About 40% of U.S. adults were obese in 2015-2016, up from 34% in 2007-2008, according to a study reported online today in the Journal of the American Medical Association. About 8% of adults were severely obese, up from 6% in 2007-2008. Obesity increased among women and in adults aged 40 and older, while severe obesity increased in both men and women and adults under 60. Almost 19% of youth were obese in 2015-2016, about the same as in 2007-2008. Among adults aged 20 and older, obesity was defined as a body mass index of 30 or more, and severe obesity a BMI of 40 or more. The findings are based on data from the National Health and Nutrition Examination Survey.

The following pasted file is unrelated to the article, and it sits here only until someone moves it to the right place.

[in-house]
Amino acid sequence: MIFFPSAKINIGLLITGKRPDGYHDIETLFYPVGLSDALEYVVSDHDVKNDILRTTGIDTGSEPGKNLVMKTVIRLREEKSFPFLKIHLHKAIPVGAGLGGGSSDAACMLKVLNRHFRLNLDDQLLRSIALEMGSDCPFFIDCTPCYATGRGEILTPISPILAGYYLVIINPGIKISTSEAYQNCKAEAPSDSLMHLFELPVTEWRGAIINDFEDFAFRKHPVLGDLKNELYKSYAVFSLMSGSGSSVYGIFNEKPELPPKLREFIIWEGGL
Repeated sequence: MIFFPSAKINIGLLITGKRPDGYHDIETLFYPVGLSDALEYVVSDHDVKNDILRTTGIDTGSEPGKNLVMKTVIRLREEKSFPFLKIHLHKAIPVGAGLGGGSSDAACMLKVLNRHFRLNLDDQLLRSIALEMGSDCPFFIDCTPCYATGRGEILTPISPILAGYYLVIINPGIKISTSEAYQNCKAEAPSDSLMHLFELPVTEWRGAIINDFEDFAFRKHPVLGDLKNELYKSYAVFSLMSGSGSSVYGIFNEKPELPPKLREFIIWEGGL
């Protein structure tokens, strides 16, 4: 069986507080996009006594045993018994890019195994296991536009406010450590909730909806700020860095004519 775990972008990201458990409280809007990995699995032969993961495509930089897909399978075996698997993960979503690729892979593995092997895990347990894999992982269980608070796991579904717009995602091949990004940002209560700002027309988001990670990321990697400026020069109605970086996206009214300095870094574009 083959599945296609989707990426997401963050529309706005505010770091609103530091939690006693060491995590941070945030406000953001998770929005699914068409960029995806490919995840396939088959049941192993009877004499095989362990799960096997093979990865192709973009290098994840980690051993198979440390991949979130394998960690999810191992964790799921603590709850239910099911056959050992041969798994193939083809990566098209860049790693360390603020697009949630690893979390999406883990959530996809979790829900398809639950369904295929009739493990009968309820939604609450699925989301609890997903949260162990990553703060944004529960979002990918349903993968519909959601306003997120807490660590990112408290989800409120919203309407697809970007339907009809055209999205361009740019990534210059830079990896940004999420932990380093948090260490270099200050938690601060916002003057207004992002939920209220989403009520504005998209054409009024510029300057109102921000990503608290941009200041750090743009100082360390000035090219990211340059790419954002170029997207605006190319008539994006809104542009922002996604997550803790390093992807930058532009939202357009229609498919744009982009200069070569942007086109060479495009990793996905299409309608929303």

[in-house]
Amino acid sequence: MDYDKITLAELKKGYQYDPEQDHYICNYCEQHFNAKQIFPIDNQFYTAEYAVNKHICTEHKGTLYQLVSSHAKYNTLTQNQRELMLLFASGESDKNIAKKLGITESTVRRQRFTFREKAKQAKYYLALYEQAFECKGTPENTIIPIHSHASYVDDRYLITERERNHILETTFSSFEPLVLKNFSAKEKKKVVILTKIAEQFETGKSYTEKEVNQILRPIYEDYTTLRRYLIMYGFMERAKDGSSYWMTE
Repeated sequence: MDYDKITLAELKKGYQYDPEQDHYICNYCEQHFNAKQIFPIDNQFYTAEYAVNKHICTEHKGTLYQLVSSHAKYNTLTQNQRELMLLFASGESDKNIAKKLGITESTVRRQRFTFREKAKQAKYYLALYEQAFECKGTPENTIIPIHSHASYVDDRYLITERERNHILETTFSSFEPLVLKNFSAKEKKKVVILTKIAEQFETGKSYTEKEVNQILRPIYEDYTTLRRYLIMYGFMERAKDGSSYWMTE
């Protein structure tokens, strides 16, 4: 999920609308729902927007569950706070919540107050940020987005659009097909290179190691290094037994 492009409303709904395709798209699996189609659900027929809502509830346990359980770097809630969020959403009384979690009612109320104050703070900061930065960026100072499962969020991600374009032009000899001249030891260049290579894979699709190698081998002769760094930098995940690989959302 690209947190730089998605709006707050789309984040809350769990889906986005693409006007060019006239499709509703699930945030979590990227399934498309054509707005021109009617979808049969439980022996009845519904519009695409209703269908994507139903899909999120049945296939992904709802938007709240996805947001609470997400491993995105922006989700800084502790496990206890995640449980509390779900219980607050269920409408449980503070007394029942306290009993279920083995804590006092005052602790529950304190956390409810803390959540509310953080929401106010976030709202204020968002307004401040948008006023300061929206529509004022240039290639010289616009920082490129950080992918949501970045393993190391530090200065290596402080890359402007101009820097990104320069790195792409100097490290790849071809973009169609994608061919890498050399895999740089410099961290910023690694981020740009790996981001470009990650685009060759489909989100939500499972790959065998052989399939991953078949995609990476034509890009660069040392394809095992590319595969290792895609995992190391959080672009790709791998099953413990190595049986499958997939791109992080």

The Food and Drug Administration yesterday approved a new antibiotic to treat adults with community-acquired bacterial pneumonia.
More than 230,000 people have enrolled in the All of Us Research Program since it opened last May, 175,000 of whom have completed the core protocol, according…
Two weeks ago, I wrote about the
UnitedHealth Group’s brief on hospital prices uses cherry-picked data and omits important facts to paint a misleading picture.
A California law that limits the size of bills from out-of-network physicians for care delivered in hospitals has changed the negotiation dynamics between…
The Connecticut Hospital Association is partnering with technology company Unite Us to better connect patients with social needs such as housing, food,…